Each year during tax season, there always seems to be a new data breach or phishing scheme that reminds us how important cybersecurity is to all of us and our Organizations. It’s important to understand the risks associated with these data breaches and some best practices to protect your Organization from further damage.
Regardless of the focus of your not-for-profit, technology is now a part of everyday life and business. And if you collect donations as most not-for-profits do, you probably are collecting and storing, in some capacity, sensitive information that hackers may find very valuable in an attack (such as names, addresses, credit card information, etc.).
Listen to any IT expert when he or she is talking about a cyber-attack and the typical response will be– It’s not a matter of “if”, but “when”.
Symantec, a global internet security company, just released its 2016 Internet Security Threat Report, and the attack trends continue to back up the above statement. Here are some key areas noted in the Report:
BankInfoSecurity's webinar last week titled "State of the Hack" had telling insights into the world of cybersecurity and how the industry is forecasted to change in the coming year.
Protected Identifiable Information
Over the last year, hackers have shifted their focus away from credit card data and toward obtaining personal identifiable information (PII). While major retail hacks dropped over the course of 2015, PII became more vulnerable in large organizations such as the FBI, Trump Hotels, and T-Mobile. Which brings about the biggest concern for 2016 - protecting PII.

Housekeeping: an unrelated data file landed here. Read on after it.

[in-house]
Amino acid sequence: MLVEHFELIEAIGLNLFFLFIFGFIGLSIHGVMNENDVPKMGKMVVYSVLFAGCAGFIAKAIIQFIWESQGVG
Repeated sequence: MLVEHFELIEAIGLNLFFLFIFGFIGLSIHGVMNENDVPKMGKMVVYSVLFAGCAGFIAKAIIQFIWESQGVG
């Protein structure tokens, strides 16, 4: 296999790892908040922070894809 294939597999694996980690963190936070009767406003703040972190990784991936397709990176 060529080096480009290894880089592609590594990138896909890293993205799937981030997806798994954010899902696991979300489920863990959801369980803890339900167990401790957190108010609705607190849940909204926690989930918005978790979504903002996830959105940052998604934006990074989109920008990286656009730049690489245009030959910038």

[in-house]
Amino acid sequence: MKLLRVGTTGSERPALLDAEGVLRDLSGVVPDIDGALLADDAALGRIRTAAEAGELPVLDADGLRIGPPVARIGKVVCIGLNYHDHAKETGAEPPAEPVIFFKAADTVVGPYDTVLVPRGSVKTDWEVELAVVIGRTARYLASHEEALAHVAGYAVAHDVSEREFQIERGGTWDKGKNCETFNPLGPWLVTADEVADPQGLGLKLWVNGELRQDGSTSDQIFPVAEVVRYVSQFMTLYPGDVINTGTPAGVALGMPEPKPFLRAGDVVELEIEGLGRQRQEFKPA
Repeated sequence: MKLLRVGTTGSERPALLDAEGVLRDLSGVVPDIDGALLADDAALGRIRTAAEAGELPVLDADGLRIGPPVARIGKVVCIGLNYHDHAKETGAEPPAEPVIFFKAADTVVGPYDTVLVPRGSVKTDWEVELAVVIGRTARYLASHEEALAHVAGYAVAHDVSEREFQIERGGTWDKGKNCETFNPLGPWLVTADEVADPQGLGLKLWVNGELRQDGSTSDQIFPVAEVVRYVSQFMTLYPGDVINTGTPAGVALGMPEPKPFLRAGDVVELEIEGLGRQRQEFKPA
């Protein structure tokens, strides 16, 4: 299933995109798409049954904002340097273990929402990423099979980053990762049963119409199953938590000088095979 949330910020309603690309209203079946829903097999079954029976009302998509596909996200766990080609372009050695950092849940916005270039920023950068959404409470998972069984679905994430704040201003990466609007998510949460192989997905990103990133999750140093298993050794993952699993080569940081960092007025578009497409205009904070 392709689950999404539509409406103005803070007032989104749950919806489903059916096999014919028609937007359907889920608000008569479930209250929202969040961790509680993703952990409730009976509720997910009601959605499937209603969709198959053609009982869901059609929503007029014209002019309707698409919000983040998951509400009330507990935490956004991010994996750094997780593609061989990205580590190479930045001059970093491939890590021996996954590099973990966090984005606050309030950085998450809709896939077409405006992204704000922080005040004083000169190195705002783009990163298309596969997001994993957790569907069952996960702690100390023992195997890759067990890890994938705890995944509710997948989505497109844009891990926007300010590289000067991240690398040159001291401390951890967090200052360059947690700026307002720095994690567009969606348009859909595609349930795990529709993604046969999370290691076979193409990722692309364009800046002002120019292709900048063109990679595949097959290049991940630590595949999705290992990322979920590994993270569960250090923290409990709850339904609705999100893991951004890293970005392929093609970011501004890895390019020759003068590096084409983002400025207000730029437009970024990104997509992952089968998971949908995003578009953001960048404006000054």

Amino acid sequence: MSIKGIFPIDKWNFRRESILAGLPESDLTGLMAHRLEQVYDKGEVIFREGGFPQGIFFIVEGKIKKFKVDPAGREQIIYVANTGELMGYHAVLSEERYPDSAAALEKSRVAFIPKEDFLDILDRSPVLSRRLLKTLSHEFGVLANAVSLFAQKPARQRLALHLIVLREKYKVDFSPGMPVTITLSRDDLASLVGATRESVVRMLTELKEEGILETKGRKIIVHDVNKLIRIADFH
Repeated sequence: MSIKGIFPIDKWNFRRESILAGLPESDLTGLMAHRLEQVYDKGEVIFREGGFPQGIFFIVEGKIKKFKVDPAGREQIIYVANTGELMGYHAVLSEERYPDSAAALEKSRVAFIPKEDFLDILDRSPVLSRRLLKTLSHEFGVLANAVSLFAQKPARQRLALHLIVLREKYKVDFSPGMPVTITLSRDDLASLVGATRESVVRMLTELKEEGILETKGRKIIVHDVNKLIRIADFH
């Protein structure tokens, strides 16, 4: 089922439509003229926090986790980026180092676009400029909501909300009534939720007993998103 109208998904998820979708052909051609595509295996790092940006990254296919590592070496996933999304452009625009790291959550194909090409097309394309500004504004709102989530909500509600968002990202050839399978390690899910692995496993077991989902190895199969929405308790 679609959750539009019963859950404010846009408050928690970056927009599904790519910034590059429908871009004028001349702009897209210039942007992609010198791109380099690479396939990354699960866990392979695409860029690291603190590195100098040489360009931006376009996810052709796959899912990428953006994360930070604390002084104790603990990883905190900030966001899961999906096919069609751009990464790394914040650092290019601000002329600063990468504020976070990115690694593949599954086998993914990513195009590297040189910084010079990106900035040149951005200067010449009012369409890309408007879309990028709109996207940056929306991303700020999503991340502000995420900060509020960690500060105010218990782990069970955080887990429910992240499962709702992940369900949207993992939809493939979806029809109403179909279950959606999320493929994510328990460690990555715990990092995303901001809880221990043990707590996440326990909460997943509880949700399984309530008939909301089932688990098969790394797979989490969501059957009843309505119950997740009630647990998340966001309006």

But what is Personal Identifiable Information? PII is classified as any information that is personal in nature, social security number, date of birth, previous employers and addresses, or drivers license numbers. This information generally does not change or is extremely difficult to change and as a result, is valuable in the hands of those with malicious intent. With the large numbers of credit and debit cards stolen every year, banks have responded with EMV technology that makes them more difficult to copy. The same cannot be said for PII.
No joke, the headline for this article is factual, correct and happening right now. Experts in the malware field have identified a new hybrid malware known as GozNym which is attacking American and Canadian bank accounts. Spawned from the coding and traits of two previous problem packages, Nymaim and Gozi, this latest virus creation has already been used to steal $4 million.